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National Review’s Andy McCarthy is a cretinous fool

And I say this because Andy McCarthy has got it all figured out, this whole Afghanistan surge business. You see, Barack Obama is sending additional troops to South Asia because … he wants to lose the war. But he wants to do it without losing elections. It’s all part of some Saul Alinsky radical communist fever dream going on in McCarthy’s termite-ridden noggin.

In reality, however, we’ll be nation-building: the thankless, impossible dream of turning Kabul into Kansas. Our unwavering resolve for this task will last 18 months — during which we will continue solidifying the new narrative that the war is not ours but Afghanistan’s, and that the hapless Karzai isn’t producing results fast enough. That will get Democrats through the midterms.

By that point, it will be the middle of 2011 — and that’s when the “taking into account conditions on the ground” kicks in. If the Left has succeeded in souring the country on the whole enterprise such that Obama’s reelection chances won’t be impaired by a withdrawal, we’ll pull-out.

Now I’m not naive enough to think politics played no part in President Obama’s calculations. But McCarthy’s cynical conspiracy-mongering ought to shame his colleagues in “mainstream” conservatism. McCarthy always starts from the foundation that nobody on the left cares about America or wants to protect American interests, that everybody on the left kinda not-so-secretly hopes that America will lose to whatever rivals are handy. So even when a Democratic administration does what Andy McCarthy wants it to, it’s because the Democrat is even more venal and cunning and treasonous and surrender monkerly than we could possibly have known! It is beneath contempt.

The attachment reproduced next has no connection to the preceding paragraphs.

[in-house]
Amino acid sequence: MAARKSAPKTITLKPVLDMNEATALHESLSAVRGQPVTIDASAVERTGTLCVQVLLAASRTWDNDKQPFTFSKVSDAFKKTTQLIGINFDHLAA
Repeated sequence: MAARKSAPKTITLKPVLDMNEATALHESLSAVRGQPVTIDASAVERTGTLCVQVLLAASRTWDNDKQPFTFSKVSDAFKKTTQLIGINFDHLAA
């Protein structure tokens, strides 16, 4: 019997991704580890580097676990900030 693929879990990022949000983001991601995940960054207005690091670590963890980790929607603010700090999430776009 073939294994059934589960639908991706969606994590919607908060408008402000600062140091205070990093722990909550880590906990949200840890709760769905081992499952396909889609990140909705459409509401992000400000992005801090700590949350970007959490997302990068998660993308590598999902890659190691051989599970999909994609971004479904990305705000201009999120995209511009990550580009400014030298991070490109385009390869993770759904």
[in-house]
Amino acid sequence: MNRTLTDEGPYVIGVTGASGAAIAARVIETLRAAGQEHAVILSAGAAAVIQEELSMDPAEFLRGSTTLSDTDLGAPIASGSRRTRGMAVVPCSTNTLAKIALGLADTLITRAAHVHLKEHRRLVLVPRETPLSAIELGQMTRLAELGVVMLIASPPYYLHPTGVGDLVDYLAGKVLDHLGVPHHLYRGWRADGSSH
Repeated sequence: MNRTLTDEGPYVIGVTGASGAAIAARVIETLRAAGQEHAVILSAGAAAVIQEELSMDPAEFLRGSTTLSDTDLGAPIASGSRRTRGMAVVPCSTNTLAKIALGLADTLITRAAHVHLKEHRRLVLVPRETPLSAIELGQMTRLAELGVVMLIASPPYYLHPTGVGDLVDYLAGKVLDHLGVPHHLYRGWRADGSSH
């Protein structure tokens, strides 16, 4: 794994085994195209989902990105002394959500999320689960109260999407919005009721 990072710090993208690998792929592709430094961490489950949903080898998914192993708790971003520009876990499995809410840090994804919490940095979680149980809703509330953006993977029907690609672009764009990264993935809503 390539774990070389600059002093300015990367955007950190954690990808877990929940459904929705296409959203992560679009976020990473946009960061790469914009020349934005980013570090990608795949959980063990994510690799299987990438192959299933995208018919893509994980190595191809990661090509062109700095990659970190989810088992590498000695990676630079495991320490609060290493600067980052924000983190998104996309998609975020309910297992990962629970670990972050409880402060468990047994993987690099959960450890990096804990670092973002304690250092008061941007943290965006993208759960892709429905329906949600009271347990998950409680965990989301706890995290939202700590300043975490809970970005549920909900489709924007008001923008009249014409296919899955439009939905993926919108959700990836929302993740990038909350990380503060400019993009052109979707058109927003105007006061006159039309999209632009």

Weirdly, McCarthy manages one moment of lucid intellectual honesty — enjoy it, because you won’t get another one for a year:

Well, the Right has given Obama his escape hatch. Conservatives keep talking about “victory” but they never define it. We keep saying, “Give General McChrystal the troops he needs to win,” but because we’re as vague as Obama when it comes to what “winning” means, no one will really care what the additional troops actually do in Afghanistan.

Well, yeah, what about that? Hey McCarthy: Your guys had seven years to get the job done. They didn’t. By your own admission, they don’t even know what the job is. Maybe you should shut your big, fat, ugly yap and contemplate that a little more carefully before accusing the president of a long-term strategy to lose a war.

Andy McCarthy: President Obama likes Iranian theocracy better than democracy

Andy McCarthy actually gets paid for these opinions at National Review: